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Making Crabapple Juice

alt text crabapple tree loaded with fruit (photo by jhy)

You will need:
Something to gather the fruit in- I use a shopping basket with a handle
A large pot- I use a 2- gallon kettle
A jelly bag (and frame, or some way to suspend it)
Another pot- I use a 1-gallon kettle, to catch the juice below the jelly bag
Clean jars or jugs to store the juice
(Optional- food grinder, or potato masher)

Crabapples may or may not be considered a wild food. Not many people plant the trees except ornamentals any more, so your best bet to find one would be to look in old farmyards, and around abandoned homesites. This is so much like foraging that I'm going to consider this a wild food.

You need to find a tree that has large crabapples. That is to say, the fruits will be about 1- 1 1/2 inches in diameter, somewhat egg shaped. The crabapples with fruits the size of a dime are not likely to be any good for eating.

Pick as many as you want, but you'll need 20 cups of fruits to make one batch of juice. Half a brown shopping bag will be plenty. It's fine to have some that aren't quite fully ripe, especially if you think you'll be making syrup or jelly from the juice, because the unripe fruits will have more pectin. Picking up drops from the ground is fine, but you'll have more insects and debris to deal with.

alt text wash the apples (photo by jhy)

Wash off the crabapples. They aren't usually very dirty, but this removes any dirt that may be there. It gives you a chance to pick out the bugs, grass, and twigs. You'll want to pull off the stems, and cut off the blossom end. I usually just cut straight across the blossom end taking a minute amount of the bottom of the fruit. The stems pull off fairly easily if you pull down against the side of the fruit instead of straight out away from the fruit. Leave the skins and the cores; they are no problem. Discard any apples that have wormholes through them. Sometimes you can salvage half the apple, but they are so small that if a worm got in, the flesh is usually all damaged. Minor skin blemishes won't matter at all for juice.

Now you need to boil the fruits to release the juice. Measure 20 cups of the prepared whole fruits. Cutting up the fruit is recommended by most recipes. This is really laborious with so many small fruits, and crabapples are a bit hard too, making it extra difficult. I finally switched to running the fruits through my food grinder using the coarsest cutting wheel. This worked great, but I decided to try something even easier. I started cooking the fruits whole, but as soon as they softened up a bit I used a potato masher on them and then finished the cooking. This is the easiest of all! The ground fruit yielded a little more juice, but the time savings is immense.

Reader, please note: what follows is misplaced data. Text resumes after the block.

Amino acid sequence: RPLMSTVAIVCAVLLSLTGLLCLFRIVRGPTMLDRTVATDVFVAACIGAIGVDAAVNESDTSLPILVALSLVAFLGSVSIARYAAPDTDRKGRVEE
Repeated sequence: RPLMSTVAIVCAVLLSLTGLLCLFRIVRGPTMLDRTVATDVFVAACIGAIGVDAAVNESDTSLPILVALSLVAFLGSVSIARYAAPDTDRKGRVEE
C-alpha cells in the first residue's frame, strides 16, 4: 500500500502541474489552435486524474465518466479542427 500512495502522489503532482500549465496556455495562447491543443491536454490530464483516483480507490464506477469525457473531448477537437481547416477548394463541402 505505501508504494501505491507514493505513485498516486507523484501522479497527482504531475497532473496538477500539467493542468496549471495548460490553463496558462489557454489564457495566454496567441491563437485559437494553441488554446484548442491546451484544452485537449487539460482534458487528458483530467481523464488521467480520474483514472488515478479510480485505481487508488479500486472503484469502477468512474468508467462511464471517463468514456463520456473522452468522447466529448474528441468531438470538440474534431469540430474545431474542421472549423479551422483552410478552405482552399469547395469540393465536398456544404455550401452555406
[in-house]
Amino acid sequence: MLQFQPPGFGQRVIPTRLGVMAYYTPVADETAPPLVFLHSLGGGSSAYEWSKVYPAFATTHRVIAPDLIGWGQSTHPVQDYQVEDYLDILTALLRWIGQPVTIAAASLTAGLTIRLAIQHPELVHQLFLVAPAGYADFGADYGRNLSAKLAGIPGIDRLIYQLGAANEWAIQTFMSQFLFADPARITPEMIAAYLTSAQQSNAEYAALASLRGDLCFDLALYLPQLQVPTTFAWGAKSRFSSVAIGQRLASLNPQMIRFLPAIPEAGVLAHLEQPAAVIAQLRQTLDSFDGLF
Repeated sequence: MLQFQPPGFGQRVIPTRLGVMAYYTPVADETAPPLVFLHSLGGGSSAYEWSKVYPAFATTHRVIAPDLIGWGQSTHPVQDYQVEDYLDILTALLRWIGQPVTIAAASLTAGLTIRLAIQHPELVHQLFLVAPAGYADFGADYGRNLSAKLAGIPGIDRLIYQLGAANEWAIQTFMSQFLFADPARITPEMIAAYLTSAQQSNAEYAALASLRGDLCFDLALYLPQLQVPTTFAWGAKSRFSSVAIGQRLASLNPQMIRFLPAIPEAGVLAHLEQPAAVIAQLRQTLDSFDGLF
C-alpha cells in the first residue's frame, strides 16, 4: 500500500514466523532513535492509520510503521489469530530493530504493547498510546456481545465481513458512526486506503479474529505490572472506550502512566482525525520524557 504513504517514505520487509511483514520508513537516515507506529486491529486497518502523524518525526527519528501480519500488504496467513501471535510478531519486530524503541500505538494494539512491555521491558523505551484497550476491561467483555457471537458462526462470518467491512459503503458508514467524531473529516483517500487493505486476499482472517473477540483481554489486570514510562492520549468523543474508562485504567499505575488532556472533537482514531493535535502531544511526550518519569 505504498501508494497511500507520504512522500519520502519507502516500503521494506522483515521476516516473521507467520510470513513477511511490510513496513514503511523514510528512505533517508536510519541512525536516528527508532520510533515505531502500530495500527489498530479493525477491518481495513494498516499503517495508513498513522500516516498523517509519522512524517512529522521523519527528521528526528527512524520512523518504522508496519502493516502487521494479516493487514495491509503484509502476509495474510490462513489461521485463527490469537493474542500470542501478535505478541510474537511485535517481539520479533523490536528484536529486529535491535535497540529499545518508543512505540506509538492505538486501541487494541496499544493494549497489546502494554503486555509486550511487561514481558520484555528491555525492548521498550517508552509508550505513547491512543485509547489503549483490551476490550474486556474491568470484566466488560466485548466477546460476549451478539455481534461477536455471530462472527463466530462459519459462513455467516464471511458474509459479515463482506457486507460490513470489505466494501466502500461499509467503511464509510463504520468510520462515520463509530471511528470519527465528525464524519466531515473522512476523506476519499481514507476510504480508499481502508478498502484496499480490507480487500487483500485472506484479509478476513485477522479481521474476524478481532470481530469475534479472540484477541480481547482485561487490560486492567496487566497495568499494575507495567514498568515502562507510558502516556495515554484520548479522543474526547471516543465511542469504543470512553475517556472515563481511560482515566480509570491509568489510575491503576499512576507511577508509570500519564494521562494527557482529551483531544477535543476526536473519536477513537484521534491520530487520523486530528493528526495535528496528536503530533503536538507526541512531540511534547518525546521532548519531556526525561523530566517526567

Cut up or not, put the apples from 20 cups of whole fruit, and 8 cups of water in the large kettle. There is nothing magical about these amounts. However, I know I will get 2 full quarts of juice from that amount. Simmer for about 15-20 minutes until the fruit is no longer floating.

alt text crabapple juice being strained through a jelly bag (photo by jhy)

Set up the jelly bag over the second kettle, and pour the cooked apples into the jelly bag. Leave this to strain the juice for several hours. If you want perfectly clear juice, don't squeeze the bag at all. If you don't mind if the juice is a little cloudy, you can gently squeeze it (I don't squeeze it, because I make applesauce from the pulp)

Pour the clear liquid into clean jars or jugs and store in the refrigerator for use within a few days. It may be canned to keep just as juice. That is explained at Preparing Crabapple Juice for Storage

Tips for using a jelly bag. If yours looks like this one, make sure the bag is tied tightly enough that the weight of the pulp doesn't pull it off the frame.

Pour or ladle the hot fruit in carefully. The juice can splash if it is forced through the fabric.

If you wet the bag first, it won't stain quite as much. I don't think this matters much... it's a jelly bag, right?


EdZee said...

What's crabapple? I know crab and also apple but not crableapple. I don't think we have it here in our country.

Anyway, you have interesting blog topics here. Congratulations!

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